Thursday, May 19, 2011
Making a Buddy Burner
These are fun little “stoves, ovens or heaters” for camping or an emergency. It could save the lives of your family in a winter no-heat emergency. Make them and store them until needed. These can be made with mostly materials you have on hand. It is a good idea to make up several of the wax filled cans and have them on hand for an emergency.
If you have not used these before, then you should try them. They are fun for kids to cook their own meals on. You can improvise and use empty tin cans to cook in but it is much easier if you have small sauce pans for fry pans to cook with. Check to see what you have that you could use in an emergency so that when you need something you don’t have to search for it. Just like with everything else in preparedness, planning ahead will be much easier than trying to figure things out in the middle of an emergency.
Materials needed to make a buddy burner:
Plain corrugated cardboard (not printed with bright inks or coated with wax or plastic)
Flat tuna cans, flat pet food cans, and/or flat pineapple cans with their lids (Pineapple cans work best because they are a little taller)
#10 cans (the large institutional size)
Candle wax or paraffin
Tools needed to make a buddy burner:
Rotary can opener
Punch type can opener
Materials needed to use a buddy burner:
Concrete block or bricks
Small clean cans or pans for cooking or baking on top of the #10 can
An additional #10 can if you wish to turn your stove into an oven
Pliers, aluminum foil (optional), pot holders
Cut the cardboard in strips whose width is the height of the tuna or pineapple can you are using -- across the corrugations, so that the holes in the corrugated cardboard show. Roll the strips until the cardboard roll fits snugly into the can. You want a very tight fit.
Melt the wax. It is great if you have an old pan you can use just for melting wax. It is best to use a double boiler, as if the wax gets too hot, it can burst into flame. You can improvise a double boiler by putting water in a large pan, and then setting a smaller pan (or even a large clean empty tin can (vegetable size) with the wax, into the water. Each tuna can will take about 4 ounces of wax.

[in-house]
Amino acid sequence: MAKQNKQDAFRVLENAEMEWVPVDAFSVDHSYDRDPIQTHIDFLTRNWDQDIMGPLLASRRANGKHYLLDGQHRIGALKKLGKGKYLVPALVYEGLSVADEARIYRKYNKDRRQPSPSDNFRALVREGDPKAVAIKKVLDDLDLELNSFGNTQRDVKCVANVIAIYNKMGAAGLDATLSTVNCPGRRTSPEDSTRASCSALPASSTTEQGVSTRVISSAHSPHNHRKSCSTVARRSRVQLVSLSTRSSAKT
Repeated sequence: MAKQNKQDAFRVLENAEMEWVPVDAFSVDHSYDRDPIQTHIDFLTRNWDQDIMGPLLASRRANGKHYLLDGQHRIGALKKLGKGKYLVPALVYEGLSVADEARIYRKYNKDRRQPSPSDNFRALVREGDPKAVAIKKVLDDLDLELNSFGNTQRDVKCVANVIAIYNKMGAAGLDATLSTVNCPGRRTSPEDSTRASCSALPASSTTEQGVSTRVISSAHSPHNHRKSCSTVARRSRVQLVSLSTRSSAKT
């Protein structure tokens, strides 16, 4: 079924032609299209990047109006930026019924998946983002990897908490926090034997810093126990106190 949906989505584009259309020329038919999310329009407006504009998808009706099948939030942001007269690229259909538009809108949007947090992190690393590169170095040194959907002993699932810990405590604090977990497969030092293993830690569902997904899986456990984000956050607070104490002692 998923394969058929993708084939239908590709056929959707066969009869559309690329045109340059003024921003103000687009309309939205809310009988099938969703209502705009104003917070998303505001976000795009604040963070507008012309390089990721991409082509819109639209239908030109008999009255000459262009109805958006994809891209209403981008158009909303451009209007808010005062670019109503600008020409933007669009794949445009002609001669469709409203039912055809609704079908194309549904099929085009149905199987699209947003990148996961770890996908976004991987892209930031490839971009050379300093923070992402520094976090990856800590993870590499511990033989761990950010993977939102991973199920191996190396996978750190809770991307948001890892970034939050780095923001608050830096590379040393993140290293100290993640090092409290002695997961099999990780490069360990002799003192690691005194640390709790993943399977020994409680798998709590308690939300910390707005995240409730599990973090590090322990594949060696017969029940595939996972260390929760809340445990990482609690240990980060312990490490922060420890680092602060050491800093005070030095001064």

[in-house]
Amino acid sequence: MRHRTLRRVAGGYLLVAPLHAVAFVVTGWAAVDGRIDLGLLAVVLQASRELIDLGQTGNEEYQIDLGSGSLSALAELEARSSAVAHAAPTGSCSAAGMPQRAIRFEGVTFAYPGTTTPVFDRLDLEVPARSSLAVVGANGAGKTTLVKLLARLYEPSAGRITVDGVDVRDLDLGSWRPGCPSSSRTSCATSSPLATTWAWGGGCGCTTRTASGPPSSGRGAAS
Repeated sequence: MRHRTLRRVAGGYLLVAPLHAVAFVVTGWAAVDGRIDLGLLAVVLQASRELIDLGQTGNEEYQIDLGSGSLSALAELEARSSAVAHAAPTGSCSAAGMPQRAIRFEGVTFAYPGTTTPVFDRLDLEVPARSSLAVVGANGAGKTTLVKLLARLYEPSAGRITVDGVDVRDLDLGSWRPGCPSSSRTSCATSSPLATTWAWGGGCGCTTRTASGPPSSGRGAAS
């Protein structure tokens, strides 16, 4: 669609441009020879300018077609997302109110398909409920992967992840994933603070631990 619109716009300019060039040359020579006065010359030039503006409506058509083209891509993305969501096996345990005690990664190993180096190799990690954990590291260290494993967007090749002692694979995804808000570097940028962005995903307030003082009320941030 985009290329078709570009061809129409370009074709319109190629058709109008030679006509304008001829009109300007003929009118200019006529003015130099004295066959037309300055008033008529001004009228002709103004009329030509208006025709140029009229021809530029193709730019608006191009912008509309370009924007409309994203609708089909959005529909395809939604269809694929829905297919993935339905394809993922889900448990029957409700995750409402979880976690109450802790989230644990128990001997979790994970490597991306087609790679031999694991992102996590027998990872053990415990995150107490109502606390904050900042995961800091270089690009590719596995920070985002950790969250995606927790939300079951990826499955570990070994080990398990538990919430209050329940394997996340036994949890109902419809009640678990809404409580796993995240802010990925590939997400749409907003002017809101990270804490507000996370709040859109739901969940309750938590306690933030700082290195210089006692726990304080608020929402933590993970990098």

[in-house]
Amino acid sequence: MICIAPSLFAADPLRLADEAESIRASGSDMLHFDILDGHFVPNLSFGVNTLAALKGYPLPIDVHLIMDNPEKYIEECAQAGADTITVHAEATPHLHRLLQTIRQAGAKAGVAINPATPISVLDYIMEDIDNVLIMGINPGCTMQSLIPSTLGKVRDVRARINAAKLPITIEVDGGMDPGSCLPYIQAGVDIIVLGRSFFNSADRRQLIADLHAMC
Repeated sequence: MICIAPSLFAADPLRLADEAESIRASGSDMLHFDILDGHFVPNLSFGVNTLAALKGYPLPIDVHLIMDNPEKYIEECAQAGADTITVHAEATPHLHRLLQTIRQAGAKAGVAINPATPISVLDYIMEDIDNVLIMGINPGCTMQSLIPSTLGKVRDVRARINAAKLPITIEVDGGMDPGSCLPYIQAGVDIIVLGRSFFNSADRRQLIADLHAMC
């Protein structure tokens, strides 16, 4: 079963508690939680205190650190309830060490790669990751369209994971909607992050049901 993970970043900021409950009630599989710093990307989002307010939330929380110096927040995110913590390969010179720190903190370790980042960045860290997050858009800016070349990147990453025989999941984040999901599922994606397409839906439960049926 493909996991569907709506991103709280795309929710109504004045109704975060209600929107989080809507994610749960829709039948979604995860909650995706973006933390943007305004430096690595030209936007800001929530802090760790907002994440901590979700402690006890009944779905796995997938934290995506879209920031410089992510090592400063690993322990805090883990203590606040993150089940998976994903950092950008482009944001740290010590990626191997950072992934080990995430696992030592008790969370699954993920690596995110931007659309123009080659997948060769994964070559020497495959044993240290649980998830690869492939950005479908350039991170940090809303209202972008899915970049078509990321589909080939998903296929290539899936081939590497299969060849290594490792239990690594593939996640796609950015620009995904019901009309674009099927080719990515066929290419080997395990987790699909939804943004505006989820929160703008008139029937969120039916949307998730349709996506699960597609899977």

When the wax is melted, slowly pour it into the buddy burner so that it runs down into the holes and saturates the corrugated cardboard and fill the can to the rim. You can put a small piece of cardboard sticking up or a candle wick in the middle to help start it, but this isn't required. Let it cool and harden. Your burner is ready to go.
Cut out one end of the #10 can. Use the tin snips to cut a 3" high and 4" wide "door" on one side of the can at the open end. Cut across the top of the door. Bend this flap of metal so the door is "open". Take the punch-type can opener, and make 3 or 4 holes on the other side of the can at the top (this is your chimney). Gather the rest of you supplies for cooking and you are all set.
This is very important: Make sure to set the burner on a brick or concrete block. It produces a lot of heat and the flame can be 6-8” high. It isn’t unsafe if you use it carefully. Do not set it on the floor where it can be kicked or where it can catch carpeting on fire. Set it on a concrete block or bricks and set it on a table or stand. If using indoors make sure you have adequate ventilation – keep a door open to the rest of the house and if cooking, open a window just a bit because of the smoke. Don’t let kids play with it; however it will be fun for toasting marshmallows.
To light your buddy burner:
To light it, set it on a brick or concrete block. Put a lighted match in the middle of the can or light the wick. The flame will spread across the top of the can; that's OK, that's what it's supposed do.
To use for cooking:
Place the #10 can over the Buddy Burner and place a pan with whatever you want to cook on top of the #10 can.
To use for baking:
Using tuna cans as little pans, anything you would bake in a regular oven can be baked on top of the #10 can stove. Simply place another #10 can over your baking pan and it’s an oven!
To regulate the flame:
For heating or cooking, use the can lid as a damper but be very careful. Place the lid over all of the flame to extinguish the fire, or cover it partially to regulate the amount of flame. You can also use a piece of aluminum foil (several thicknesses folded), that is larger than the tuna can. Handle the damper with a pair of pliers (ideal), or a pot holder, or punch a couple of holes in the edges of the lid and use some wire to make a handle.
To refill the buddy burner:
Place small amounts of wax on the cardboard while the burner is operating. As long as it has wax, it will function.
To use for Emergency Heat:
Don't put the #10 can over the buddy burner, as it makes more smoke with the #10 can than without. Light the buddy burner; let it warm up a room and remember that it is easier to heat a room than a house, and it is easier to heat a room if you are bundled up warmly. This means a winter no-heat emergency is not a time to expect that you can walk around the house barefoot and in shorts. As soon as the room is warm, extinguish the buddy burner.